Ahhh Paris. The City of Light, Love…and Death.
I know, that must be the oddest title ever. In sharing stories about joy, I just don’t want to share the Instagram-worthy pretty tales but the real life stuff too. The path to joy is not all rainbow coloured and glittery, there’s lots of bumps along the way. That’s part of it. Learning to accept it and embrace those bumps are part of the overall journey.
In 2009 when my son was 5 years old, we decided to go to Paris. I had never been before, and imagined myself sitting at a quaint cafe, leisurely enjoying the Parisian ambiance. <<Insert loud alarm sound to wake me up from dreamland.>> The real experience was nothing like that. Not even close. Cafe au lait? Wine? Well, there was plenty of whine as in whining… but no leisurely sipping of anything.This was our first overseas adventure. My husband questioned, “do you really want to do Paris with a 5-year old?!?” As “Home Alone” is only a movie, we did not have much choice. Yes, it’ll be tough with a kid but this is our life. And it won’t get easier when we have a second kid. We just have to make it work.
In my naive head, we were cool parents. We’ll be exposing our young son to new culture, arts and history. He’ll become worldly and cultured. Afterall, Paris is the city of lights and love!Now if you just look at our pictures, then it does look fabulous. We jam-packed so many places and made priceless memories on our trip. But here’s the back story that the photos don’t tell.
When we went to the Louvre and saw the Mona Lisa painting, my son asked if he could meet her.
“Mona Lisa? Ummm… no baby. She lived a very long time ago before we were all born.”
He looked at me with big eyes and said, “so she’s dead?”
“So can I meet the artist instead?”
This was NOT going as how I envisioned.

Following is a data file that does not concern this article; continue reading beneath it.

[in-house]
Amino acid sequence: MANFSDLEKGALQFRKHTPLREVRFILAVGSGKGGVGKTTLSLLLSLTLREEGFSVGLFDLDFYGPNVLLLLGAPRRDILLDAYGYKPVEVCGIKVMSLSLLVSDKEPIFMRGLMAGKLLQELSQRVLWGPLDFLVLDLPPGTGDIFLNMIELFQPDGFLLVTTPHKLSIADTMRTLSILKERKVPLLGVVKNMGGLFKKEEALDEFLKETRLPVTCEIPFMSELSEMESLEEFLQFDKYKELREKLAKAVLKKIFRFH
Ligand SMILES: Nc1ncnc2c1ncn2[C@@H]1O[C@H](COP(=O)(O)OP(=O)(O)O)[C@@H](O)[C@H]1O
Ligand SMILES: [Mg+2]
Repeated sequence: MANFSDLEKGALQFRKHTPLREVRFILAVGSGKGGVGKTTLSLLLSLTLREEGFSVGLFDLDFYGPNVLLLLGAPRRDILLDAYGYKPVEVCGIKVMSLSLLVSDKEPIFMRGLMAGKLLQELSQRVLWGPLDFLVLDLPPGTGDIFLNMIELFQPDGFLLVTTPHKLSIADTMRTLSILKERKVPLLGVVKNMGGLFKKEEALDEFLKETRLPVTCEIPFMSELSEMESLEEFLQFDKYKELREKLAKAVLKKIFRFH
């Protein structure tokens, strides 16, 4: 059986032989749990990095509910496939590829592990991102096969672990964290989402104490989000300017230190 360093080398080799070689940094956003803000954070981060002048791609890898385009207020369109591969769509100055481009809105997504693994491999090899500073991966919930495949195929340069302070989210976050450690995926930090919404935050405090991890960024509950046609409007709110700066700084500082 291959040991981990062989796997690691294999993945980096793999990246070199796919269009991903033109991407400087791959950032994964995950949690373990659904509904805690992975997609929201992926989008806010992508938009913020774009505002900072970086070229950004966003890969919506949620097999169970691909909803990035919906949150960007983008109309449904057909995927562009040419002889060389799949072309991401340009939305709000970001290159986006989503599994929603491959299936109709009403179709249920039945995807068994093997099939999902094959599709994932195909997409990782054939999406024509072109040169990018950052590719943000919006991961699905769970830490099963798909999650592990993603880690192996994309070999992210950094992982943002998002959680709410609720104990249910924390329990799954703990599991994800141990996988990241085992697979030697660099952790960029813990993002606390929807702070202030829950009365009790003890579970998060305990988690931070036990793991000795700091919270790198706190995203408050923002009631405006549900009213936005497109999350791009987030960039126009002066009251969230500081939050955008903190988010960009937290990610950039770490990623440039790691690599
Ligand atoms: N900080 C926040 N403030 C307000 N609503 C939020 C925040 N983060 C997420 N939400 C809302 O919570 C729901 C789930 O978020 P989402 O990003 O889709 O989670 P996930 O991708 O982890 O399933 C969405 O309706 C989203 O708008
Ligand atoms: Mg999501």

“No, the painting was also done a long time ago by the artist Leonardo da Vinci.”
“So he’s dead too?”At the Musée Rodin, we showed the little guy the famous, “The Thinker” statue by Auguste Rodin.
“Cool! Can I meet him?”
No, this was done many years ago.
“So he’s dead?”
Yes.When we toured the impressive Palace of Versailles, he asked to meet King Louis XIV.
Sigh. “No baby, this was hundreds of years ago.”
And before I could change the topic, “so he’s dead too?”
They are all dead.I was excited to see Claude Monet’s famed water lilies paintings at Musee de l’Orangerie but dreaded the inevitable question, “can we meet Monet?”
He’s dead too okay?And of course, what were we even thinking by bringing him to Les Invalides, a.k.a Napoleon’s tomb. He’s not only dead, there’s an actual tomb to complete the death tour.
How in the world did my goal of exposing my kid to the glorious city of lights and love take such a morbid turn? As far as he was concerned, we were looking at dead people’s art, statues of dead people, buildings and castles by dead people and literally visiting where dead people are buried.
Yup. Congratulations momma on this cultured experience.If I were to dwell on the failures, the tantrums and the complaints that happened throughout the trip then I would miss out on all the happy moments that also came along with it. Sure, there were moments spiked with inquiries on the dead, but there were many more blissful experiences: running through the labyrinth at the Gardens of Versailles, snuggles atop the ferris wheel at Jardins des Tuileries, the vertigo-inducing trek up Sacre Coeur Basilica, the spectacular sunset from the Eifel Tower, and the leisurely stroll by La Seine.
As the saying goes, “you have to take the good with the bad…” It’s unrealistic to believe all will go as planned. In life’s adventures, you need to jump in, make light of the hiccups (or in our case the death inquires), persevere forward and celebrate the moments of joy.